Leading Millennial Generation towards Engagement in Organizations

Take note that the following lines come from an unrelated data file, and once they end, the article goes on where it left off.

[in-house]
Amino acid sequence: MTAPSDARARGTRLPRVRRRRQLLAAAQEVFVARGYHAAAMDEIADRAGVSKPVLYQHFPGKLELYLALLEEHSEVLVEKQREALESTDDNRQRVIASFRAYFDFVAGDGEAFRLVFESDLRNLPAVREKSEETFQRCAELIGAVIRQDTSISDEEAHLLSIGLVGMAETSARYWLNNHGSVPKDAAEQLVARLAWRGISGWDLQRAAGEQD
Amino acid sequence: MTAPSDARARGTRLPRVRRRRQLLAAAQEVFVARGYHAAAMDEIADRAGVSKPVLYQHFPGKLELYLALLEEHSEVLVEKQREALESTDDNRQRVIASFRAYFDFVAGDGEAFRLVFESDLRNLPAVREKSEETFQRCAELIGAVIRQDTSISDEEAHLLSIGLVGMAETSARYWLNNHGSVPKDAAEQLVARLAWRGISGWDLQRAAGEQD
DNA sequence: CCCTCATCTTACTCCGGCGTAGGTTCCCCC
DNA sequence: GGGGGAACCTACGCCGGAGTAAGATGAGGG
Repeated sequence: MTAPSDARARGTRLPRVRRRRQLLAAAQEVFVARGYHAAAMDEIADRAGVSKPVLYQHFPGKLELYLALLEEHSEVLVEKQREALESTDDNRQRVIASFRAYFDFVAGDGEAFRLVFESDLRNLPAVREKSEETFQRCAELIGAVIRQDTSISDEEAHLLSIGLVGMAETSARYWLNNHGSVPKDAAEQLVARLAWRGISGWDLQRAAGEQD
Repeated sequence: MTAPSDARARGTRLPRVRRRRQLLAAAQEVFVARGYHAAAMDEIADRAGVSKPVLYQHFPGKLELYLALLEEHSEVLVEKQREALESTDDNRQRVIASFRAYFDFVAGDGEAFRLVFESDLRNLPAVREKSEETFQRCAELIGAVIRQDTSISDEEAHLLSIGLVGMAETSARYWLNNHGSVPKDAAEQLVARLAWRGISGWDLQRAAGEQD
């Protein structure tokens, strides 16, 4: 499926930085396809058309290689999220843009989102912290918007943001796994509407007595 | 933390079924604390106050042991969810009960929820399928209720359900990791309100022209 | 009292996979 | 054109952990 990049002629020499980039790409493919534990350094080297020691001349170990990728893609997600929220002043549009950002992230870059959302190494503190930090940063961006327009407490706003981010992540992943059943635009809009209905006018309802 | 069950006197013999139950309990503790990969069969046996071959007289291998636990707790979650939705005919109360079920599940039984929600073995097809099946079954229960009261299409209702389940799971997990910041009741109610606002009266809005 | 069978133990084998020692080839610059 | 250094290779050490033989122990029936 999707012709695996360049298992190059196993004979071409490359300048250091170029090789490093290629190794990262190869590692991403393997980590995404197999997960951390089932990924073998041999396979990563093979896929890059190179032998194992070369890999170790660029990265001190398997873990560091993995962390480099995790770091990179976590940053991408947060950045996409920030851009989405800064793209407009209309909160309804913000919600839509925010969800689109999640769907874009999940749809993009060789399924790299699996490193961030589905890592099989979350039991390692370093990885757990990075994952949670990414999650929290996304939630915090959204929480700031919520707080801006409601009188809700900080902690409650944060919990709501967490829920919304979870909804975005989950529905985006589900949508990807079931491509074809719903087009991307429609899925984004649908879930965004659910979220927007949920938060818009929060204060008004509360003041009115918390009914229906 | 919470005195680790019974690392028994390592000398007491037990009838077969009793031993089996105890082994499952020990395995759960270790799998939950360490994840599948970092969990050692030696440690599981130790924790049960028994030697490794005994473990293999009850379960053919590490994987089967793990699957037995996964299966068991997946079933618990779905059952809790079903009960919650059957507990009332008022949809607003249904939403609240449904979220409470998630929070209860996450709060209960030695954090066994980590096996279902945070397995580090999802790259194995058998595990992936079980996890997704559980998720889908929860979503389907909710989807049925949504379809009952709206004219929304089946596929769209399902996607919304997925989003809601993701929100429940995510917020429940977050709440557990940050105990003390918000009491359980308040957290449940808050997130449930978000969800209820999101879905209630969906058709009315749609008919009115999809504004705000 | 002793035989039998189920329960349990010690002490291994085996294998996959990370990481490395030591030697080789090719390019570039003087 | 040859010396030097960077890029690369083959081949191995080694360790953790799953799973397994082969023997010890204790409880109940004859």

The global situation has seen the cohorts of the older generations retiring while millennials swiftly take over the workforce. Subsequently, the rapid change in the demographics has altered the composition of the workforce. The millennial generation is expected to occupy three quarters of the workforce in the next decade. However, leaders today are not adequately prepared to nurture and mentor the millennials. The purpose of this paper is to review the existing literature on millennial generation, in relation to leadership and work engagement. The paper is therefore a review of literature on millennial generation, transformational leadership and organizational engagement. Several data bases were accessed and these included Emerald, Taylor and Francis, google scholar among others. The theoretical backing is the Generational Cohort Theory. The Generational Cohort Theory posits that people who are born during a specific period tend to share similar social events which ultimately shape their values, norms and opinion. The values and beliefs evolve across the continuum of the human life cycle while maintaining consistency in every generation. The findings of this literature review are that, millennials are a unique generation. They do not value work as an asset and therefore moving from one organization to another is a normal phenomenon. While millennials value autonomy, they also require mentorship and have a fragile ego. Millennials prefer to work in teams in a stable organizational structure. Millennials work best in organization that value work life balance. However, most leaders struggle in handling millennials at work and need to enhance millennial engagement. However, leaders who uniquely treat their followers as individuals rather than collective treatment are associated with developing engaged followers who have higher service orientation levels impacting the employee performance positively. Such leaders are transformational. Millennials are responsive to nurturing leaders, who have high levels of integrity and hence increasing the propensity of millennials staying longer in an organization. Creation of an environment where millennials can thrive, requires transformational leadership. This is because millennials have been brought up in stable and structured homes where they are supervised by their ‘helicopter parents’. The paper provides practical approaches on how organizations can identify factors that influence millennials engagement. This paper further provides significant inputs in millennial generation and gives opportunities to expand research on millennial engagement, leadership and work values. In conclusion, rather than developing leadership lifts created by generation gaps, leaders should work towards discovering the millennial strengths and utilize them appropriately.